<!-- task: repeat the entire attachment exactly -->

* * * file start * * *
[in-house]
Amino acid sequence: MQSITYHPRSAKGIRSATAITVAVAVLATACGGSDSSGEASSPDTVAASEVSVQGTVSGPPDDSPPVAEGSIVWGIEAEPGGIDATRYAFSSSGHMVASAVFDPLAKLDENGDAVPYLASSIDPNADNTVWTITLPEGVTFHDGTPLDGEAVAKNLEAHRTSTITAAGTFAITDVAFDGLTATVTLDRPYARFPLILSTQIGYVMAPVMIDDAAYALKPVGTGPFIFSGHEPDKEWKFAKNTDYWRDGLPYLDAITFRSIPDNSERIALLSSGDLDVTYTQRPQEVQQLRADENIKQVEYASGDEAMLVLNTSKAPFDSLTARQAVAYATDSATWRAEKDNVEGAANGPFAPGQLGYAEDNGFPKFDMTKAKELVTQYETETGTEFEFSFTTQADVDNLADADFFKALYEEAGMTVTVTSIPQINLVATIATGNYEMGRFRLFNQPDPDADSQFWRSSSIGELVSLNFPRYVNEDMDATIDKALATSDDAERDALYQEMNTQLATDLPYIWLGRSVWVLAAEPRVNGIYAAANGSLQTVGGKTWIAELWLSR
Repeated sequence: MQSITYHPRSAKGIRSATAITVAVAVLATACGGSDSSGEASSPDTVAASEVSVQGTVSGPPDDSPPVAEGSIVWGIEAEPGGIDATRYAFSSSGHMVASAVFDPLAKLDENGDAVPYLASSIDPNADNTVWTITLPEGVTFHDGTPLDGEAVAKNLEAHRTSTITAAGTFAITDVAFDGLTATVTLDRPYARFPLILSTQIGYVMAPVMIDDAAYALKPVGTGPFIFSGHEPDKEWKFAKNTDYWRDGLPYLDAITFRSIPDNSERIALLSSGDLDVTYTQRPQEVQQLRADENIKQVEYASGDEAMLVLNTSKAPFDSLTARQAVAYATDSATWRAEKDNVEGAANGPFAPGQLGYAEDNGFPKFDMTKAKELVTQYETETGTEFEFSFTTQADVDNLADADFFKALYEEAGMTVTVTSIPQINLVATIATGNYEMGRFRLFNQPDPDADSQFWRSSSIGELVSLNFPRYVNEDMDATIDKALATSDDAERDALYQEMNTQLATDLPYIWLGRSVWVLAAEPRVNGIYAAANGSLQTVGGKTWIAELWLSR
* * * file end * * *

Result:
[in-house]
Amino acid sequence: MQSITYHPRSAKGIRSATAITVAVAVLATACGGSDSSGEASSPDTVAASEVSVQGTVSGPPDDSPPVAEGSIVWGIEAEPGGIDATRYAFSSSGHMVASAVFDPLAKLDENGDAVPYLASSIDPNADNTVWTITLPEGVTFHDGTPLDGEAVAKNLEAHRTSTITAAGTFAITDVAFDGLTATVTLDRPYARFPLILSTQIGYVMAPVMIDDAAYALKPVGTGPFIFSGHEPDKEWKFAKNTDYWRDGLPYLDAITFRSIPDNSERIALLSSGDLDVTYTQRPQEVQQLRADENIKQVEYASGDEAMLVLNTSKAPFDSLTARQAVAYATDSATWRAEKDNVEGAANGPFAPGQLGYAEDNGFPKFDMTKAKELVTQYETETGTEFEFSFTTQADVDNLADADFFKALYEEAGMTVTVTSIPQINLVATIATGNYEMGRFRLFNQPDPDADSQFWRSSSIGELVSLNFPRYVNEDMDATIDKALATSDDAERDALYQEMNTQLATDLPYIWLGRSVWVLAAEPRVNGIYAAANGSLQTVGGKTWIAELWLSR
Repeated sequence: MQSITYHPRSAKGIRSATAITVAVAVLATACGGSDSSGEASSPDTVAASEVSVQGTVSGPPDDSPPVAEGSIVWGIEAEPGGIDATRYAFSSSGHMVASAVFDPLAKLDENGDAVPYLASSIDPNADNTVWTITLPEGVTFHDGTPLDGEAVAKNLEAHRTSTITAAGTFAITDVAFDGLTATVTLDRPYARFPLILSTQIGYVMAPVMIDDAAYALKPVGTGPFIFSGHEPDKEWKFAKNTDYWRDGLPYLDAITFRSIPDNSERIALLSSGDLDVTYTQRPQEVQQLRADENIKQVEYASGDEAMLVLNTSKAPFDSLTARQAVAYATDSATWRAEKDNVEGAANGPFAPGQLGYAEDNGFPKFDMTKAKELVTQYETETGTEFEFSFTTQADVDNLADADFFKALYEEAGMTVTVTSIPQINLVATIATGNYEMGRFRLFNQPDPDADSQFWRSSSIGELVSLNFPRYVNEDMDATIDKALATSDDAERDALYQEMNTQLATDLPYIWLGRSVWVLAAEPRVNGIYAAANGSLQTVGGKTWIAELWLSR